Leading into 2020, e-commerce was gaining in sales and market share, including for pet food. The COVID-19 pandemic and resulting lockdowns sent those gains into the stratosphere, and most experts expect online sales in nearly all product categories to continue to grow, even after the economy and our lives evolve into whatever the new normal will be.

What does this mean for how consumer products like pet food are packaged, displayed and marketed? Should prevailing wisdom and common strategies and tactics change?

Some pet food experts believe the answer is yes. For example, Lynn Dornblaser, director of innovation and insight for Mintel, said pet food brands should optimize their product packaging for efficient shipping and to stand out on a computer (or mobile) screen. Speaking as part of a panel during Petfood Forum CONNECT 2020, she added that brands may also want to use an online platform to talk in detail about the products themselves.

Pet food product more important online – but not price

A recent study provides further insights. While it was conducted by Mondi, a pet food packaging supplier, in partnership with Dow expressly to “dive deeper into how online shoppers compare to retail shoppers in their premium pet food packaging needs” – and it took place in 2019, before the pandemic and the related e-commerce surge – the results are still illuminating and include purchase drivers beyond packaging.

For instance, respondents were asked to allocate 100 points among five factors – pet food product, price, brand, size/weight of package and package overall – in terms of importance. Brand, package size/weight and the package overall ranked very closely for both online shoppers and “retail” shoppers (essentially, consumers shopping in brick-and-mortar, or BAM, outlets). Yet 39% of online pet food shoppers considered the product an important factor, compared to 33% of BAM shoppers, while 24% of the BAM shoppers surveyed also considered price important, compared to only 19% of online shoppers.

Another interesting difference between the two types of shoppers was availability of pet food products. Most other factors, including “product that I know my dog/cat will like,” “brand that I trust,” nutritional claims and specific formulations and ingredients ranked very similarly for both the online and BAM experience, but 79% of BAM shoppers said “available where I shop” was important, compared to 53% of online shoppers. (For this question, respondents were asked to assign points, 1 to 5, to each of about 16 factors.)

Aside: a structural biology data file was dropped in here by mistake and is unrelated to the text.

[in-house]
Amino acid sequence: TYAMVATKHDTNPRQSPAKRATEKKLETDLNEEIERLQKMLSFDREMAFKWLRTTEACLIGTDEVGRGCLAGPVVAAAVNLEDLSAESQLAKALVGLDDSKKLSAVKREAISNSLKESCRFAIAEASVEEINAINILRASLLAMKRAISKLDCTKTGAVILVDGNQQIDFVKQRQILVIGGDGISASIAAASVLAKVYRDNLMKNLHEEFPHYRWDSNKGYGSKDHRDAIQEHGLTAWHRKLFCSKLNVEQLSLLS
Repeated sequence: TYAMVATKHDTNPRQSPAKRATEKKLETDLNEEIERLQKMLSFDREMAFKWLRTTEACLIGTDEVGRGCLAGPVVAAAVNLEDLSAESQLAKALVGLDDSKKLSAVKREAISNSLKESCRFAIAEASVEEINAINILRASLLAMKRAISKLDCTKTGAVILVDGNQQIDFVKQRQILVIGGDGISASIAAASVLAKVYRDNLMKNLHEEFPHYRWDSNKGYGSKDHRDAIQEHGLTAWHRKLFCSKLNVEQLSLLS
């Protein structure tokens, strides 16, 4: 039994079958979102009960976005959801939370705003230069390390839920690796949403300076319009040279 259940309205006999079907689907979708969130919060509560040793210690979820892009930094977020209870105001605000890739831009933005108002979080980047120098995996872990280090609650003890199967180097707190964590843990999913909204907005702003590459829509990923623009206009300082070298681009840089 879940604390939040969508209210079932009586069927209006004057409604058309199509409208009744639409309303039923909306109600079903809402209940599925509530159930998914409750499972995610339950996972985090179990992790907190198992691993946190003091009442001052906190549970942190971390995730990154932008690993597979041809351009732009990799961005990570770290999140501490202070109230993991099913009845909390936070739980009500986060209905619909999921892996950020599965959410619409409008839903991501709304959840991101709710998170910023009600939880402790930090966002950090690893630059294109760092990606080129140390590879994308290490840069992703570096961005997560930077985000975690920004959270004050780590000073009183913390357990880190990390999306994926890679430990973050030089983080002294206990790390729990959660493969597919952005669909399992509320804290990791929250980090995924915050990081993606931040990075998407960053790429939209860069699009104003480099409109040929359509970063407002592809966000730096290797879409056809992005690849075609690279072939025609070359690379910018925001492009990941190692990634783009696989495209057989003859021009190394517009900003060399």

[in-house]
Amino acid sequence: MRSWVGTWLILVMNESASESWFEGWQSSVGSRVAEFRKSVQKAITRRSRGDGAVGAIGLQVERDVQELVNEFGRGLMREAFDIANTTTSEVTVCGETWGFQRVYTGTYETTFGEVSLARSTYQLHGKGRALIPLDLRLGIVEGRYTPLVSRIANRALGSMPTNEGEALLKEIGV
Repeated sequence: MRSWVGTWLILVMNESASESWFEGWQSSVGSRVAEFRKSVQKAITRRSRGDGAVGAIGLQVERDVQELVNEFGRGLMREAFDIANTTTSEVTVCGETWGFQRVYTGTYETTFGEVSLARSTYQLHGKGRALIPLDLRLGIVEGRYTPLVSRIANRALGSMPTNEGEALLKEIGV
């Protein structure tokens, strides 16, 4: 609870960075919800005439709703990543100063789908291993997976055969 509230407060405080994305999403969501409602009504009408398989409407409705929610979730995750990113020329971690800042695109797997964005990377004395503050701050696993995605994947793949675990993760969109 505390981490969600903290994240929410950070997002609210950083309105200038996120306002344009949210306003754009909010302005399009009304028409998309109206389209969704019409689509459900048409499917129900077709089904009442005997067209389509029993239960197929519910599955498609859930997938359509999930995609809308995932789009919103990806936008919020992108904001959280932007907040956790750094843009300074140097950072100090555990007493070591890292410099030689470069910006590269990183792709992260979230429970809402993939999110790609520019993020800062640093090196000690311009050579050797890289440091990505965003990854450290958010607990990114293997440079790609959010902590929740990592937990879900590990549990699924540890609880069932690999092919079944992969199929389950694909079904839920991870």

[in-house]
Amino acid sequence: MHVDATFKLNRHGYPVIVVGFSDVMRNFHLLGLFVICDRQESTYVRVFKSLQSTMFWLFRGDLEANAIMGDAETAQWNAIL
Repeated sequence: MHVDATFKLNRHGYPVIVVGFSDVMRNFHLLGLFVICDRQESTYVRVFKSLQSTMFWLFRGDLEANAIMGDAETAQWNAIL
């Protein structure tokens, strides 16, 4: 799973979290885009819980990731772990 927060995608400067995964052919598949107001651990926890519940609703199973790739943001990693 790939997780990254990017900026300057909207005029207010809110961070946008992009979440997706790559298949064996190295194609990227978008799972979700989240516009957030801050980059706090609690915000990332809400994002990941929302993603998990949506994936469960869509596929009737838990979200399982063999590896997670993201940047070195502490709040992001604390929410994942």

Not surprisingly, online shoppers surveyed tend to buy larger pet food packages – for both dog food and cat food – than those shopping at BAM outlets. Among online shoppers, 73% said they typically buy large bags of dog food (15 pounds or more), and 44%, large bags of cat food. For BAM shoppers, 60% purchased large bags of dog food and 28%, large bags of cat food.

Specific pet food product, package features

Contrary to recommendations from experts like Dornblaser, factors like appearance and brand story also mattered less to online shoppers, along with packaging material (though again, this survey was conducted in 2019.) When asked to rank importance of the package features, only 6% of online shoppers considered appearance important, compared to 18% of BAM shoppers. Information on brand story got 17% online vs. 30% BAM; packaging material was 13% and 25%, respectively.

BAM shoppers in the survey also seemed more interested in trying new products, 63% vs. 50% online, and more likely to agree that “good packaging can make me love a brand,” 47% vs. 36%.

Other specific package features like ease of carrying, opening, serving and storing, information on how the product was made and ability to re-close all received similar importance shares between the two types of shoppers. And both types considered keeping the food fresh and clear nutritional information the most important features.

Sustainability more important to ‘retail’ pet food shoppers

Though the differences weren’t significant, BAM shoppers were more likely to say they try to reduce their impact on the environment than online shoppers, 81% to 78%, and also to prefer brands that seem to care about the environment, 71% to 67%. In addition, 32% of BAM shoppers said they would “definitely/probably switch to a brand in a more sustainable package,” compared to 25% of online shoppers. Similarly, 54% of BAM shoppers considered the type of pet food packaging material to be an indicator of sustainability, while 48% agreed with that consideration.

Perceptions of sustainability and environmentally friendly packaging seemed to affect pet food brand impression and trust, too: 76% of BAM shoppers indicated such packaging positively impacted brand impression, with 66% saying it had a positive impact on brand trust. In comparison, 70% of online shoppers said it impacted brand impression and 61%, brand trust.

 

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dphillips@wattglobal.com